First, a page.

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Real Estate Guide 2007
Take action: do's & dont's
With the real estate market in transition the game has changed. We examine ways to adjust.
Take action: do's and don'ts
20 steps to get the best deal on a home
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1. Know your score. Pull your credit report and purchase your credit scores. "It's especially critical this year because the government has started cracking down on mortgage lenders offering nonstandard financing," says Chicago-area attorney Diana Brodman Summers, author of "How to Buy Your First Home." A small change in your credit rating can make a big difference in the amount you pay for your home over the life of a loan, or even whether you'll be offered a loan at all.

Do this early because if you find mistakes that lowered your score, you'll need time to correct the record before you apply for financing. And, if you find that your scores are correct, but lower than you expected, you can change your habits, pay down some balances and rack up a few more months of good marks on the record before you obtain financing.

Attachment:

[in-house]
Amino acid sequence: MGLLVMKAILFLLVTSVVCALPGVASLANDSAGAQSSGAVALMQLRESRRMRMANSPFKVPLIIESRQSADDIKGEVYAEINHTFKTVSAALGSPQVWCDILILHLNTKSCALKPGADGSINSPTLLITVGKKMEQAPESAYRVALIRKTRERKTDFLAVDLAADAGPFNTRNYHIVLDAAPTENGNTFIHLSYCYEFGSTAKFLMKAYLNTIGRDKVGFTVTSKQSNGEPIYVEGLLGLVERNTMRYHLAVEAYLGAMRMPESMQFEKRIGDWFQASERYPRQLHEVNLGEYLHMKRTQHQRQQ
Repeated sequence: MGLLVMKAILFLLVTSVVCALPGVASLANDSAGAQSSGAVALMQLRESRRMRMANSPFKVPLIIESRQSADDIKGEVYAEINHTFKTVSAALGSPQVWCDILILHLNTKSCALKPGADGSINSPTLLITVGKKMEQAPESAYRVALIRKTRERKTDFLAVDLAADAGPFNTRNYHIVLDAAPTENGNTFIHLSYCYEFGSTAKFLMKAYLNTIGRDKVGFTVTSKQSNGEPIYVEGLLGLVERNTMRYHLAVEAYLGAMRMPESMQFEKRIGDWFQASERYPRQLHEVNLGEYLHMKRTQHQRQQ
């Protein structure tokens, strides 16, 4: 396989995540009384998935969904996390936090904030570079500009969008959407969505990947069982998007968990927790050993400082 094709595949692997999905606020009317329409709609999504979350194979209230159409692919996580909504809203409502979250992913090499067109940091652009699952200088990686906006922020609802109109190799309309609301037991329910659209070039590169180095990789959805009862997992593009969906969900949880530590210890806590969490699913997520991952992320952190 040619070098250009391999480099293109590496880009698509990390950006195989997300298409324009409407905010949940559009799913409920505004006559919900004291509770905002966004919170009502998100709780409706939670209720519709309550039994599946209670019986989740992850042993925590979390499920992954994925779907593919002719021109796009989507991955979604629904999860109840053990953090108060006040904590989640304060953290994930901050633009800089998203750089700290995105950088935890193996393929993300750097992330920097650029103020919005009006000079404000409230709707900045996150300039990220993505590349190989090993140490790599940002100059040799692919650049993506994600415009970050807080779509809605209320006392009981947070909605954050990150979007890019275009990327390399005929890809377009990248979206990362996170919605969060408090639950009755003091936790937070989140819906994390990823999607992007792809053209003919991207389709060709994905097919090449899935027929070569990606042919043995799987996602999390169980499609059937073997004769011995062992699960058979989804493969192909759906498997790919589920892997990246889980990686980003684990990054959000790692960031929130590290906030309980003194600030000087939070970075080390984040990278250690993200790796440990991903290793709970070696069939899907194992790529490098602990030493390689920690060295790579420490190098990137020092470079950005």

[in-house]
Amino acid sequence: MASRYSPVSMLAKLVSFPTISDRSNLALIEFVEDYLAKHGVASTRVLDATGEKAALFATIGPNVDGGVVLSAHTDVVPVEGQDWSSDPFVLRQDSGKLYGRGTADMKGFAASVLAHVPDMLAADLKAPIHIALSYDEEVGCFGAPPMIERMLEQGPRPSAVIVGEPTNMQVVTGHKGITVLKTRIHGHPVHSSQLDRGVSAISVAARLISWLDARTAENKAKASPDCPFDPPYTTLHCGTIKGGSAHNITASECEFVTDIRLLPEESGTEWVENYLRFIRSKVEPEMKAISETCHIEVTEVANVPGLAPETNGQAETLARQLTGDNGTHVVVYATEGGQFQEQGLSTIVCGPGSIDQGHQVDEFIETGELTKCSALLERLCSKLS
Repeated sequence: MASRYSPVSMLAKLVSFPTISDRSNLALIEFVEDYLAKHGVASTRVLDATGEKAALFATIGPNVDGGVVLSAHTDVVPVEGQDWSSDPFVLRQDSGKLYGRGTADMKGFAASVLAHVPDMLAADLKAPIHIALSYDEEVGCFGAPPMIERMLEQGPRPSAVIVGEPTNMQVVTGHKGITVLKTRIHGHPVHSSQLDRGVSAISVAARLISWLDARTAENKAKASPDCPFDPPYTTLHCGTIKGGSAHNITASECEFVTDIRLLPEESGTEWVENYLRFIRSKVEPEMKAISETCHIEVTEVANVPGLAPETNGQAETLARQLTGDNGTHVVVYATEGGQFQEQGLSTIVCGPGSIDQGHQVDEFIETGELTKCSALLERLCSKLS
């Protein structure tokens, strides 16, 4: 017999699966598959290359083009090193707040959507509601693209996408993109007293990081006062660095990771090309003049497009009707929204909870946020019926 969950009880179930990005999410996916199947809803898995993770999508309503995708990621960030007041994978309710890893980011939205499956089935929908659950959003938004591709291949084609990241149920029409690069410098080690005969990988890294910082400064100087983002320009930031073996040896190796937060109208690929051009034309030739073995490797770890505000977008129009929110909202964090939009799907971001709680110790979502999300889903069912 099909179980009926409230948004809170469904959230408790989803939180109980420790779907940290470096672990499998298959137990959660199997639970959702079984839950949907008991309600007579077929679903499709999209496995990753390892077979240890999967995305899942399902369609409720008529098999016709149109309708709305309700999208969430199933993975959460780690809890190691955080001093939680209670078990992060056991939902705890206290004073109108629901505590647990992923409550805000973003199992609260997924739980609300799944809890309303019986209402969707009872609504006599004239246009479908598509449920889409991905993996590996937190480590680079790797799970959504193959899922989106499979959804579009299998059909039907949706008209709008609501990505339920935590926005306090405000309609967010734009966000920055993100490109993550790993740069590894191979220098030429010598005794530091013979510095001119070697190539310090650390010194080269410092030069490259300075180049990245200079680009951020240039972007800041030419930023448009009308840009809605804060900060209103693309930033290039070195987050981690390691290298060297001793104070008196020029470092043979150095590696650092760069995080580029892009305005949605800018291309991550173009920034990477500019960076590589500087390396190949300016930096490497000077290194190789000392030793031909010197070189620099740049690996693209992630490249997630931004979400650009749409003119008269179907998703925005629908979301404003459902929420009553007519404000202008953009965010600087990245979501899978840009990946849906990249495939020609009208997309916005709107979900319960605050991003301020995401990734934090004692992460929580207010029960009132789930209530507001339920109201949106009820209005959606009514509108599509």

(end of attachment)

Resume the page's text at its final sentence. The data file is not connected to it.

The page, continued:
2. Get preapproved for a mortgage. Preapproved, not prequalified. Prequalified simply means you're good for the loan -- if your income, debts, credit and other factors are exactly as you stated and can be documented. In other words, it's more like wishful thinking. Preapproved means these things have already been checked and verified. This is always a good idea in any market, especially now. Along with a lot of housing choices, there are many more selections on the mortgage menu in recent years too, says Tyson. Sorting out the mortgage first will let you concentrate solely on the loan terms, without the added pressure to choose something quickly or risk losing your "dream house." Since you're likely to have more options in terms of properties, this step will also help you narrow the field to only those homes you can truly afford.

3. Determine your dollar limit. Decide how much you want to pay, not just how much you can pay. The maximum for which you qualify isn't automatically the amount you want to spend, says Summers. You may want to buy less house to allow for a future where one of you might want to stay home with the kids or make a career change. "Everyone would like to see you move into a bigger house -- they would get a bigger fee," says Summers. "But that's no good if you're miserable." And if you get overextended and life throws you a curve, like a job loss or family illness, "you have to have a fudge factor," she says.

-- Posted: March 8, 2007
 
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